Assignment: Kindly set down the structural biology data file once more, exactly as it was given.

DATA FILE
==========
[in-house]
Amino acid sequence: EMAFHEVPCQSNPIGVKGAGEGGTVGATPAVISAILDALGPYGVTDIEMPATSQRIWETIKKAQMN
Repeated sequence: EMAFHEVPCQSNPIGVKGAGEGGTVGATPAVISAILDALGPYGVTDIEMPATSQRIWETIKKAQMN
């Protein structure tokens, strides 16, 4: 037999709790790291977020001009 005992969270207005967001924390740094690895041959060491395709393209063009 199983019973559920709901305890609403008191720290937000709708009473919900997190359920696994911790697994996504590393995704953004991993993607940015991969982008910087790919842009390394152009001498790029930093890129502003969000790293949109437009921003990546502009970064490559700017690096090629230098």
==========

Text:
[in-house]
Amino acid sequence: EMAFHEVPCQSNPIGVKGAGEGGTVGATPAVISAILDALGPYGVTDIEMPATSQRIWETIKKAQMN
Repeated sequence: EMAFHEVPCQSNPIGVKGAGEGGTVGATPAVISAILDALGPYGVTDIEMPATSQRIWETIKKAQMN
């Protein structure tokens, strides 16, 4: 037999709790790291977020001009 005992969270207005967001924390740094690895041959060491395709393209063009 199983019973559920709901305890609403008191720290937000709708009473919900997190359920696994911790697994996504590393995704953004991993993607940015991969982008910087790919842009390394152009001498790029930093890129502003969000790293949109437009921003990546502009970064490559700017690096090629230098």